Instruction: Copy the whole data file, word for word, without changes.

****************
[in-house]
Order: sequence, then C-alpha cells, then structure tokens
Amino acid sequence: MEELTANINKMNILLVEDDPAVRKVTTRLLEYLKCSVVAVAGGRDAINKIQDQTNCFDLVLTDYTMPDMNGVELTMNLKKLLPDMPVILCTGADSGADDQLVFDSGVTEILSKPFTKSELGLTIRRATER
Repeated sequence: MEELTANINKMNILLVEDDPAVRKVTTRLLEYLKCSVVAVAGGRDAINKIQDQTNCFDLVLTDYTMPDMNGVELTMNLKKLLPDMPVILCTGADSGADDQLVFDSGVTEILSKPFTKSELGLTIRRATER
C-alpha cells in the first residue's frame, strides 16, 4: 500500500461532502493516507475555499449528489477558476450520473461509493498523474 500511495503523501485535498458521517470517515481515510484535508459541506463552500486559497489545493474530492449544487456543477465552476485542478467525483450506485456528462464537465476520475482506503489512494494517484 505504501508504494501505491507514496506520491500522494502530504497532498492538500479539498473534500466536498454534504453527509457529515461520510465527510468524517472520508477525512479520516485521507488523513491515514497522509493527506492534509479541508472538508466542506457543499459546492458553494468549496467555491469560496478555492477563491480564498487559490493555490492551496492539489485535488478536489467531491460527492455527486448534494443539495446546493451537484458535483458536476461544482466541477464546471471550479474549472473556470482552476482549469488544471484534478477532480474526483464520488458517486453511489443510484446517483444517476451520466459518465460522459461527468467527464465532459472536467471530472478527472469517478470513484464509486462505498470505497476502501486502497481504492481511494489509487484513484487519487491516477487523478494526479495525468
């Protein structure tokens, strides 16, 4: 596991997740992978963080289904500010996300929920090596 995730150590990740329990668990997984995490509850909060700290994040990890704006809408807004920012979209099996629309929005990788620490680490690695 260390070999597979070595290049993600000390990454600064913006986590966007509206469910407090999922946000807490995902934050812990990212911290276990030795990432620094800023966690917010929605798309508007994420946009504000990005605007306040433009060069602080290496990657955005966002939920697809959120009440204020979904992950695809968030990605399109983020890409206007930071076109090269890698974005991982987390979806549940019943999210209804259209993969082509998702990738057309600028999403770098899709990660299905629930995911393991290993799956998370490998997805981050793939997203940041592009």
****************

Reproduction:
[in-house]
Order: sequence, then C-alpha cells, then structure tokens
Amino acid sequence: MEELTANINKMNILLVEDDPAVRKVTTRLLEYLKCSVVAVAGGRDAINKIQDQTNCFDLVLTDYTMPDMNGVELTMNLKKLLPDMPVILCTGADSGADDQLVFDSGVTEILSKPFTKSELGLTIRRATER
Repeated sequence: MEELTANINKMNILLVEDDPAVRKVTTRLLEYLKCSVVAVAGGRDAINKIQDQTNCFDLVLTDYTMPDMNGVELTMNLKKLLPDMPVILCTGADSGADDQLVFDSGVTEILSKPFTKSELGLTIRRATER
C-alpha cells in the first residue's frame, strides 16, 4: 500500500461532502493516507475555499449528489477558476450520473461509493498523474 500511495503523501485535498458521517470517515481515510484535508459541506463552500486559497489545493474530492449544487456543477465552476485542478467525483450506485456528462464537465476520475482506503489512494494517484 505504501508504494501505491507514496506520491500522494502530504497532498492538500479539498473534500466536498454534504453527509457529515461520510465527510468524517472520508477525512479520516485521507488523513491515514497522509493527506492534509479541508472538508466542506457543499459546492458553494468549496467555491469560496478555492477563491480564498487559490493555490492551496492539489485535488478536489467531491460527492455527486448534494443539495446546493451537484458535483458536476461544482466541477464546471471550479474549472473556470482552476482549469488544471484534478477532480474526483464520488458517486453511489443510484446517483444517476451520466459518465460522459461527468467527464465532459472536467471530472478527472469517478470513484464509486462505498470505497476502501486502497481504492481511494489509487484513484487519487491516477487523478494526479495525468
């Protein structure tokens, strides 16, 4: 596991997740992978963080289904500010996300929920090596 995730150590990740329990668990997984995490509850909060700290994040990890704006809408807004920012979209099996629309929005990788620490680490690695 260390070999597979070595290049993600000390990454600064913006986590966007509206469910407090999922946000807490995902934050812990990212911290276990030795990432620094800023966690917010929605798309508007994420946009504000990005605007306040433009060069602080290496990657955005966002939920697809959120009440204020979904992950695809968030990605399109983020890409206007930071076109090269890698974005991982987390979806549940019943999210209804259209993969082509998702990738057309600028999403770098899709990660299905629930995911393991290993799956998370490998997805981050793939997203940041592009």